From smartphones to social media, technology is reshaping our world. For people with disabilities, advancements in technology and engineering have the potential to knock down long-standing barriers to communication, employment, and full community participation. ACL’s National Institute on Disability, Independent Living, and Rehabilitation Research (NIDILRR) works to translate that potential into real-life solutions that increase choices, opportunities, and accommodations.
For more than 30 years, NIDILRR has funded a variety of research projects at Gallaudet University — a pioneer in advancing educational opportunities and research for the deaf and hard-of-hearing communities. On June 25, HHS Deputy Secretary Eric Hargan and ACL Administrator Lance Robertson got an up-close look at the impact of Gallaudet’s NIDILRR-funded work at the university in Washington, DC.
NIDILRR-funded projects at Gallaudet include the Rehabilitation Engineering Research Center (RERC) on Improving the Accessibility, Usability, and Performance of Technology for Individuals who are Deaf or Hard of Hearing. A key principle behind Gallaudet’s work is that people who are deaf or hard of hearing should be directly involved in developing solutions to address the barriers they experience.
“No one walks in our shoes or has our experience,” said Christian Vogler, Ph.D., Director of Gallaudet’s Technology Access Program. Involving the community in these projects ensures that technologies address real-life needs and situations. Deputy Secretary Hargan, who learned American Sign Language as a child to communicate with a friend, was eager to experience first-hand how some of this technology works. Sitting in the center of an elaborate speaker system, he experienced what it was like for people who are hard of hearing to follow a conversation while driving. Individuals experiencing hearing loss will often test a hearing aid in a clinic, but then grow frustrated when the device does not work as well in the real world. The RERC’s simulation technology helps audiologists adjust hearing aid settings to optimize communication in realistic situations and increase use and usability of hearing aids.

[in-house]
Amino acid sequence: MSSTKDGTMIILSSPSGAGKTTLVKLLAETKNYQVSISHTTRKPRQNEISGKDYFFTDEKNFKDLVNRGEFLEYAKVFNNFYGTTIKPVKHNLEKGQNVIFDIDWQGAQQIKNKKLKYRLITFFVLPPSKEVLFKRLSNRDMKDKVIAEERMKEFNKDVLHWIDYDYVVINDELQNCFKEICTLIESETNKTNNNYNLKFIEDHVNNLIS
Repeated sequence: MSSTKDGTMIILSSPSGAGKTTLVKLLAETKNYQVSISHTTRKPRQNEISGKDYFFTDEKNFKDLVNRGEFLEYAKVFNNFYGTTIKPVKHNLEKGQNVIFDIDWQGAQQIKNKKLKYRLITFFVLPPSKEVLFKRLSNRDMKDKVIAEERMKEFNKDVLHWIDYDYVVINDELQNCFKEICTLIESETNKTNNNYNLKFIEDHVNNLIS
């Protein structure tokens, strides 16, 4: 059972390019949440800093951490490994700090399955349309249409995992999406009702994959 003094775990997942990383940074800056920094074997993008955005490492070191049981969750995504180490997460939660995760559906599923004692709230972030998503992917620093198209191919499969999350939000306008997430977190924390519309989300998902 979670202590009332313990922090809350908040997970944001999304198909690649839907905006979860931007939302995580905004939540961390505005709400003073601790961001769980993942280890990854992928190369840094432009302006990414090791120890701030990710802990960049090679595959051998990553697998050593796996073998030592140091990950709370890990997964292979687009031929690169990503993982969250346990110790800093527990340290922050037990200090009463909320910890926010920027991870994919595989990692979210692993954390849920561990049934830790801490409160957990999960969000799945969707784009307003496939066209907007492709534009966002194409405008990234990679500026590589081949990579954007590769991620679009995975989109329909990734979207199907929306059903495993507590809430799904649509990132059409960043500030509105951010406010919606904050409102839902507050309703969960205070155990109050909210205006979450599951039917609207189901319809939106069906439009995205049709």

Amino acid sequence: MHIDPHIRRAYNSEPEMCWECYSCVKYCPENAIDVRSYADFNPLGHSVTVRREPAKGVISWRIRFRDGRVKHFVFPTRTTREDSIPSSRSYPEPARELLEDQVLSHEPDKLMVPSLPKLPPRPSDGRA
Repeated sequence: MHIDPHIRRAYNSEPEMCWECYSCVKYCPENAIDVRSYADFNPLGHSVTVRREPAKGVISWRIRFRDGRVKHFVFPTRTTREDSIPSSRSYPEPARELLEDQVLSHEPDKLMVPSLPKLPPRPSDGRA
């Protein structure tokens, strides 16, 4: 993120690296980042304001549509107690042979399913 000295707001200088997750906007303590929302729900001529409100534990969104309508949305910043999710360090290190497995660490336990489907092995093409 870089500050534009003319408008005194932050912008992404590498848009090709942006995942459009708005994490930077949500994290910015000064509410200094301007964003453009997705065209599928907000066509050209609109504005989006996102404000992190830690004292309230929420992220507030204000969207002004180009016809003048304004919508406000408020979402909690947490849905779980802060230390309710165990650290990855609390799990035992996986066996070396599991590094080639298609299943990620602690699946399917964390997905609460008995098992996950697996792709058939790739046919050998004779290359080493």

In the lab next door, ACL Administrator Lance Robertson watched as David Bush, a consumer participant in the research project, demonstrated how a RERC-developed tele-rehabilitation program taught him to use his cochlear implant more effectively. Bush lost his hearing as an adult due to a degenerative condition that runs in his family. He first used hearing aids, but in 2016 received a cochlear implant, which has made a “dramatic difference” in his ability to communicate with others.
Also on hand was Judy Alden, who is part of a train-the-trainer program the RERC is piloting with the Hearing Loss Association of America. The program recruits trainers who are deaf or hard of hearing to train others experiencing hearing loss in using hearing technology. It aims to increase knowledge, skills, and understanding of hearing loss. Alden, who started losing hearing in her 30s and who has used hearing aids for more than 20 years, wants to help prevent the isolation that may come with hearing loss. She has reached more than 175 health professionals, older adults, and family members through formal sessions and many more through informal networking.
Linda Kozma-Spytek captured the idea behind the project with a simple question, “who better to learn from if you're a new hearing aid learner than people who have gone through this experience before?”
Reflecting on the impact of the RERC’s work, Gallaudet University President Roberta (Bobbi) Cordano, J.D. said, “we know that the work that we're doing here is supporting the personal and professional success of deaf and hard of hearing individuals throughout their lifespan.”
“We're creating a world that is more welcoming and more supportive for deaf, hard of hearing, and deaf-blind individuals,” President Cordano added.